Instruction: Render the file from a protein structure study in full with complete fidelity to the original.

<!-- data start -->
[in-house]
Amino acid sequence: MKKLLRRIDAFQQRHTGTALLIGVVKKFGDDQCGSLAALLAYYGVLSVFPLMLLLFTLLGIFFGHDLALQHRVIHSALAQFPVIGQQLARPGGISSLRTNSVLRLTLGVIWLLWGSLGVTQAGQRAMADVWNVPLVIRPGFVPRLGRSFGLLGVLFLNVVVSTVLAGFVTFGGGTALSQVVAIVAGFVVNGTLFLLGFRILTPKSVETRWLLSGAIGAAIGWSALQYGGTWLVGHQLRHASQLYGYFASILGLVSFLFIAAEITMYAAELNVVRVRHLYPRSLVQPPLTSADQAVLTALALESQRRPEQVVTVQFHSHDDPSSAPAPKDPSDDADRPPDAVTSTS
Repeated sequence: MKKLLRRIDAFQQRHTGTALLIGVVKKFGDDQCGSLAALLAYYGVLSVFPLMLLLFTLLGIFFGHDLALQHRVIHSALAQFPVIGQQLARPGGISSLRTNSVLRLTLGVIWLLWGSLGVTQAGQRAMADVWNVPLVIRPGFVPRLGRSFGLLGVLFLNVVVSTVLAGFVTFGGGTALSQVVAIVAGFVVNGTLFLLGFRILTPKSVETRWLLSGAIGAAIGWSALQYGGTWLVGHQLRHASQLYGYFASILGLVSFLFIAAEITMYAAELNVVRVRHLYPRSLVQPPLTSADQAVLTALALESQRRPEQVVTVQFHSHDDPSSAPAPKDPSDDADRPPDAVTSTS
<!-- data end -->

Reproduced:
[in-house]
Amino acid sequence: MKKLLRRIDAFQQRHTGTALLIGVVKKFGDDQCGSLAALLAYYGVLSVFPLMLLLFTLLGIFFGHDLALQHRVIHSALAQFPVIGQQLARPGGISSLRTNSVLRLTLGVIWLLWGSLGVTQAGQRAMADVWNVPLVIRPGFVPRLGRSFGLLGVLFLNVVVSTVLAGFVTFGGGTALSQVVAIVAGFVVNGTLFLLGFRILTPKSVETRWLLSGAIGAAIGWSALQYGGTWLVGHQLRHASQLYGYFASILGLVSFLFIAAEITMYAAELNVVRVRHLYPRSLVQPPLTSADQAVLTALALESQRRPEQVVTVQFHSHDDPSSAPAPKDPSDDADRPPDAVTSTS
Repeated sequence: MKKLLRRIDAFQQRHTGTALLIGVVKKFGDDQCGSLAALLAYYGVLSVFPLMLLLFTLLGIFFGHDLALQHRVIHSALAQFPVIGQQLARPGGISSLRTNSVLRLTLGVIWLLWGSLGVTQAGQRAMADVWNVPLVIRPGFVPRLGRSFGLLGVLFLNVVVSTVLAGFVTFGGGTALSQVVAIVAGFVVNGTLFLLGFRILTPKSVETRWLLSGAIGAAIGWSALQYGGTWLVGHQLRHASQLYGYFASILGLVSFLFIAAEITMYAAELNVVRVRHLYPRSLVQPPLTSADQAVLTALALESQRRPEQVVTVQFHSHDDPSSAPAPKDPSDDADRPPDAVTSTS